Daniel Nettle is a Behavioral scientist, biologist and social scientist whose research work is notable for integrating Psychology with evolutionary and comparative biology who is a professor with Newcastle University. In his book, Personality: What Makes You the Way You Are,” Nettle does a great job at linking human behavior to evolutionary development, and at backing his findings with evidence and studies. He borrows from the latest findings from genetics and brain science and considers the evolutionary origins and consequences of different personalities. Nettle states that our personalities stem from our biological makeup which he defines as a group of traits, that remain stable throughout one’s life. He draws from his own research and others’ to explore what he sees as the “Big five” dimensions of personality: extroversion, neurotism, conscientiousness, agreeableness and openness to experience. Openness to experience is the most elusive; while it involves creativity, it may also include “restress unconventionality, supernatural beliefs and psychosis-like experiences” as exemplified by Allen Ginsberg’s poem “Howl” Daniel uses a blend of real life stories and scientific research to explain why we all have something deep and consistent in us that determines our choices and the situations that we bring about. Why do members of the same family differ so markedly in their natures? What is the best personality to have? Are you stuck with your personality, or can you change it? These are questions that Nettle addresses in his book and he concludes that life is the business of identifying a niche where your personality works for you. “it is a question of choosing the right pond,” he notes, “and being mindful of the dangers.” He also concludes that there is no ideal personality that you can have, every disposition has advantages and disadvantages.
Nettle has put together knowledge that helps us to understand our personality traits and helps to be self-aware. The information does not necessarily call or elicit specific measurable action but self-awareness guides your future action. As he concludes, it is not about a better personality type or whether you can change your personality, it finding a niche for your personality so that you can be an effective and productive as a leader. Given that your personality which is measured by the Big Five traits remains fairy constant over the lifespan, your focus should not be changing your personality or trying to be like others but rather to identify the right “pond” for your personality. Over your lifespan, there are only marginal shifts where, “As adulthood progresses, people become slightly higher in agreeableness and conscientiousness, and slightly lower in extroversion, openness, and neuroticism,” reflecting a shift from agency (the drive towards achieving things and expressing yourself) to communion (relating with others).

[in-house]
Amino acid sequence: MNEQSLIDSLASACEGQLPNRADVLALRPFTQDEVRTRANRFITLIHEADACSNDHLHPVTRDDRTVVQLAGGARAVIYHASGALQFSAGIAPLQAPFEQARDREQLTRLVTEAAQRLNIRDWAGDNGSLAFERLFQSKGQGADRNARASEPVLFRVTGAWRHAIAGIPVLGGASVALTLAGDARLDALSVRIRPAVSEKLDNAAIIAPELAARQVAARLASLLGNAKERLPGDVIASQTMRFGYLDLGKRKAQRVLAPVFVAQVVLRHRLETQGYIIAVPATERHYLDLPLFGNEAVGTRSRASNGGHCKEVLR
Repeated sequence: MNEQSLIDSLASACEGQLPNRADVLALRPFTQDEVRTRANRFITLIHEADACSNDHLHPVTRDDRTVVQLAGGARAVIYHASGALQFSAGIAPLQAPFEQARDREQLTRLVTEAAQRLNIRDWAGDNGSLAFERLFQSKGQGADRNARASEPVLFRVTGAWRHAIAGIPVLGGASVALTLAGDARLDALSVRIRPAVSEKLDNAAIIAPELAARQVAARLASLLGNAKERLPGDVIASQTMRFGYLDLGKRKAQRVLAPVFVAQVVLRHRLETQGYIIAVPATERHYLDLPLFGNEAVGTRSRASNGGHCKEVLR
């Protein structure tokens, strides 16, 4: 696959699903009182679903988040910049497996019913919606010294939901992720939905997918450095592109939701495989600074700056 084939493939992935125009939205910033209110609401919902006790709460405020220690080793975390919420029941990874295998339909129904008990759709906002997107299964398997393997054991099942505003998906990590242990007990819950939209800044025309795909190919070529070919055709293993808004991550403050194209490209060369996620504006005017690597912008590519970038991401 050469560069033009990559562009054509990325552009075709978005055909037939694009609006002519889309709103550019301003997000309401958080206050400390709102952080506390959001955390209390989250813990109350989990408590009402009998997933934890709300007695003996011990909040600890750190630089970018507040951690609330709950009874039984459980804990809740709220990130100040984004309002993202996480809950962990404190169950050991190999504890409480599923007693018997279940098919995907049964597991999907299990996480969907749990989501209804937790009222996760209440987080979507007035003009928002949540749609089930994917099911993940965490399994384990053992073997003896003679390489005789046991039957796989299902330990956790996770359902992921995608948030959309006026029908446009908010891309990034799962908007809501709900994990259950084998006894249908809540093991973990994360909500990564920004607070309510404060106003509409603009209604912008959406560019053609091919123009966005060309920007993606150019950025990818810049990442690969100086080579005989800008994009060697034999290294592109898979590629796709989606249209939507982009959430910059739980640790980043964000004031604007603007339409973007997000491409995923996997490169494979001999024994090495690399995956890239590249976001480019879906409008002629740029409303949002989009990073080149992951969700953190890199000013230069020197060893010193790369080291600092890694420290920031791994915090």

With self-awareness and understanding of personality is crucial in determining where you will thrive but this also equips you with the ability to understand the personality of your followers. With this knowledge and understanding, it become easier to place the people within the organization where their personality fits. This ensure that people operate in their areas of strength which will increase productivity. In a church or faith-based organization, we are obligated as church leaders to empower the followers and ensuring that people operate in their areas of strength. A good understanding of the personality of the followers equips the leader to assist the followers to find their niche and become more productive.
 Daniel Nettle. Personality: What Makes You the Way You Are. Illustrated Edition. (Oxford, England. Oxford University Presss, 2009).
 Allen Ginsberg. Anne Waldman and Bill Belmont. Howl and Other Poems. (United States): Author’s Republic, 2020.
 Daniel Nettle. Personality.